On 6 July, Prime Minister David Cameron made a statement in the House of Commons about the scope and intent of the forthcoming torture inquiry: A three-person team led by Intelligence Services Commissioner, former judge Sir Peter Gibson, will oversee the inquiry and decide the terms of it, the scope and what witnesses will be called, etc. The inquiry will focus on the role of the security services and while the prime minister emphasised its independence, he has given himself the final say on what will and will not be made public. The inquiry will have limited powers and effect; for example, the inquiry will not have the power to make witnesses appear before it and no mention has yet been made of any sanctions for complicity in crimes against humanity. On the same day, the government published new guidelines that were made public on how the security services are to operate, particularly with respect to questioning prisoners. However, the old guidance, which was operational during the alleged incidents of involvement in torture and rendition remain secret; this has been criticised by human rights organisations. The government also announced a green paper next year to try to limit the possibility of cases being brought such as the Binyam Mohamed case, which caused great embarrassment to the former Labour government and its diplomatic relations with the US. The prime minister also expressed his hope that the inquiry’s work would be wound up within a year.
There are various hurdles the government will have to overcome first; while the inquiry is welcome, much criticism has already been made of its degree of impartiality, scope and effect. Outstanding court cases, in particular the current case involving six former prisoners need to be settled first. The government is seeking an out-of-court settlement with the men and will offer them compensation. The men have stated that their silence cannot be bought:
In the week following the torture inquiry statement, this case went back to the courts where the disclosure was ordered of some of the documents that had previously been kept secret in the case. With over half a million documents, mainly obtained from MI5 and MI6, and over 60 government lawyers working on them, going through the evidence and the case itself could take years. The government has formally asked the courts to suspend the case to allow the men to hold talks with the government; it is not clear if lawyers for the men will agree to such talks until more is disclosed about what the government knew. The documents disclosed on 14 July, some of which can be read at: (although heavily redacted), show that the government was well aware of the transfer of prisoners to Guantánamo Bay in 2002 and approved of the detention of British nationals there. The British government backed the move and frustrated attempts at various levels to help British nationals and residents held there. In the case of Martin Mubanga, a British-Zambian national, one of the men involved in the case, who was kidnapped in Zambia before being taken to Guantánamo Bay, the government was fully aware of what was going on and failed to intervene in his case. The disclosed documents, the mere tip of the iceberg, show just how very much involved and approving Tony Blair’s government was of detention at Guantánamo Bay and extraordinary rendition. Senior ministers in Blair’s government denied the statements in these documents for years, claiming not to have any knowledge of what the Americans were doing.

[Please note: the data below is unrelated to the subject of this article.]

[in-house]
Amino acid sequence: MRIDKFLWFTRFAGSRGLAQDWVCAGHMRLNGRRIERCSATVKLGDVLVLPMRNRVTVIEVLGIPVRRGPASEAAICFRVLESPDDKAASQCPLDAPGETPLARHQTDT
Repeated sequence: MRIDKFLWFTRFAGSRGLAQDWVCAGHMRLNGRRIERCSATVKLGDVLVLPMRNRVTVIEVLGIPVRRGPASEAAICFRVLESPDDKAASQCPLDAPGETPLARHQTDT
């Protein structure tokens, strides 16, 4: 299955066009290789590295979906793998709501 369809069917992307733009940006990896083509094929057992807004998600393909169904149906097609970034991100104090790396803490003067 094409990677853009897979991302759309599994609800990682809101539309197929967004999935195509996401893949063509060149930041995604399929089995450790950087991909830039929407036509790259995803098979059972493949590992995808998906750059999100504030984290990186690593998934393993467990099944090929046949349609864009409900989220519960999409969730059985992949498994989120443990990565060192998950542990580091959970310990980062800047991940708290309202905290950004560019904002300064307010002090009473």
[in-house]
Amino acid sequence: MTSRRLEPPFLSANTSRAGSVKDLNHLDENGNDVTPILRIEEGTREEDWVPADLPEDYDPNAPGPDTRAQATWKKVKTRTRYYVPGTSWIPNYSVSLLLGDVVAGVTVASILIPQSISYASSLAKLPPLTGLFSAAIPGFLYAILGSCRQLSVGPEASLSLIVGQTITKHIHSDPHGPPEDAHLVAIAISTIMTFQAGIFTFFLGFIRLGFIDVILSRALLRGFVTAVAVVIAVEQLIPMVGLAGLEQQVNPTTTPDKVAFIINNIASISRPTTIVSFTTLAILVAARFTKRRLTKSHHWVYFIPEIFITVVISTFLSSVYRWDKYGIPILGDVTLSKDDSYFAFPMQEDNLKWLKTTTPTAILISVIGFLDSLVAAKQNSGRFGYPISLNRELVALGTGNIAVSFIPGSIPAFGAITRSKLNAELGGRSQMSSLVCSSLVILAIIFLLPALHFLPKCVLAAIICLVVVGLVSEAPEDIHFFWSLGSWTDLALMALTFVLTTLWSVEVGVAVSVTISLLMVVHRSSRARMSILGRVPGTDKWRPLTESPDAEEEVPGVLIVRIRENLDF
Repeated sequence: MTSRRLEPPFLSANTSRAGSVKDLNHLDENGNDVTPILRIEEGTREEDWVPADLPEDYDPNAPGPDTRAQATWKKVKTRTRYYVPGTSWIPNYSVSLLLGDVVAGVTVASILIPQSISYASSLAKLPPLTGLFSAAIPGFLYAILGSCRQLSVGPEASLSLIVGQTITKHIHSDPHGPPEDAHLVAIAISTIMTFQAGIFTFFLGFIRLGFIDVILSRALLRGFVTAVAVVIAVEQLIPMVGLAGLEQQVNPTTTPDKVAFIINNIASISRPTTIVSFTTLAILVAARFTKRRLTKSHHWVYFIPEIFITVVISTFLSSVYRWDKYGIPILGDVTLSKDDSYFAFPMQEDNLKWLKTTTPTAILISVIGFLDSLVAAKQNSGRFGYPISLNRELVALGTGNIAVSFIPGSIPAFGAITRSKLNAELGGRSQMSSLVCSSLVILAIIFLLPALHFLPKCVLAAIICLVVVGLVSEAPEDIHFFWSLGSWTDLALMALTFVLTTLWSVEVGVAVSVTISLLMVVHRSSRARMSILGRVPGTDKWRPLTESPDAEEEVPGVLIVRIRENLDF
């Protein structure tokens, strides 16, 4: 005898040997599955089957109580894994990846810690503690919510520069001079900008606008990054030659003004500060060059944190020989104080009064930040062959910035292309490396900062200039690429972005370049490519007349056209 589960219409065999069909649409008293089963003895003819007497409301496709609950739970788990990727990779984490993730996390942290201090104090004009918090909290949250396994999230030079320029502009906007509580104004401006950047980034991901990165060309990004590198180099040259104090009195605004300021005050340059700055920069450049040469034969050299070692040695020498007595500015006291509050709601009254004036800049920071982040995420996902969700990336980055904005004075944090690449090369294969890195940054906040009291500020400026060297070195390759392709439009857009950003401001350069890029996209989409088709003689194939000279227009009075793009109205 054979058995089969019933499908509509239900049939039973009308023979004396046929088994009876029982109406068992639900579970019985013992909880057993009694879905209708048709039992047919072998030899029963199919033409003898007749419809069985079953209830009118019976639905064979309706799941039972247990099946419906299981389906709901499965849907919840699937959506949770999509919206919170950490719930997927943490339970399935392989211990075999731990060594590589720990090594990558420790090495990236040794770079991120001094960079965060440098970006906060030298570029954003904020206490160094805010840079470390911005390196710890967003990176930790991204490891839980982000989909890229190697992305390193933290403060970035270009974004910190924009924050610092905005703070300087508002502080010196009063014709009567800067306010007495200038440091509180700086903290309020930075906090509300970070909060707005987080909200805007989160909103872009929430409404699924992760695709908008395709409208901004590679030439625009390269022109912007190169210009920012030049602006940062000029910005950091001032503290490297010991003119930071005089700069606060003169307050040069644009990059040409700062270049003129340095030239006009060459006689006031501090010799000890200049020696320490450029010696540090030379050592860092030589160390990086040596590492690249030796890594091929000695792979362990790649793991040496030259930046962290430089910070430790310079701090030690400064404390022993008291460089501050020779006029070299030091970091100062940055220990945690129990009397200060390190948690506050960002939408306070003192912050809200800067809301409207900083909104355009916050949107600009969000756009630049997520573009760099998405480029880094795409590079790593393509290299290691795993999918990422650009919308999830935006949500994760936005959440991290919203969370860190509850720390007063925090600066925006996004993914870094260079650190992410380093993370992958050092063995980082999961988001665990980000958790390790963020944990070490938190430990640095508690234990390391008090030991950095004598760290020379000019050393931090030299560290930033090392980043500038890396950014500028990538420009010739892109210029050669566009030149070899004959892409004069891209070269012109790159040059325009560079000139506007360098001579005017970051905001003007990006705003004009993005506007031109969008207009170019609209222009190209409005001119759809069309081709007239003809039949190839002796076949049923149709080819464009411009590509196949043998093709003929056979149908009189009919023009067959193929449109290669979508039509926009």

On 20 July, Reprieve director Clive Stafford-Smith wrote to Sir Peter Gibson asking him to step down from leading the torture inquiry in the interest of independence. The letter can be read at:
Despite the government’s desire to conclude the inquiry within a year and draw a line under this episode, there are many obstacles the government has to overcome. The London Guantánamo Campaign is in particular concerned about the openness, independence and limited remit of the inquiry. In order to fulfil its stated aims and to do justice to the victims and the wider public, the inquiry must be independent, open and as broad as possible.

On 23 July, The Independent reported that MI5 had been openly involved in the rendition of a Moroccan national from Belgium to the UK where he was held and questioned. This is the first such case of active involvement in rendition. He had been brought to the UK against his will and granted the right to stay under extraordinary circumstances (for questioning) by the Home Secretary and was asked to work for the intelligence services in the UK. More on this news:

LGC Activities:
The August monthly Shut Down Guantánamo! will be on Friday 6 August at 5-7pm. Six people attended the July demonstration. The August demonstration has been extended in protest at the military commission of Omar Khadr which is to start on 10 August – the first trial since Obama became president and the first time a child soldier will be brought to trial for war crimes in over 60 years. It could set a dangerous precedent for the protection of children involved in armed conflict elsewhere.

The LGC launched an urgent action for Ahmed Belbacha on 28 August and urges everyone to write to their MP and the Foreign Secretary to take action to allow Ahmed Belbacha to settle in the UK:

London Guantánamo Campaign

No comments:

Post a Comment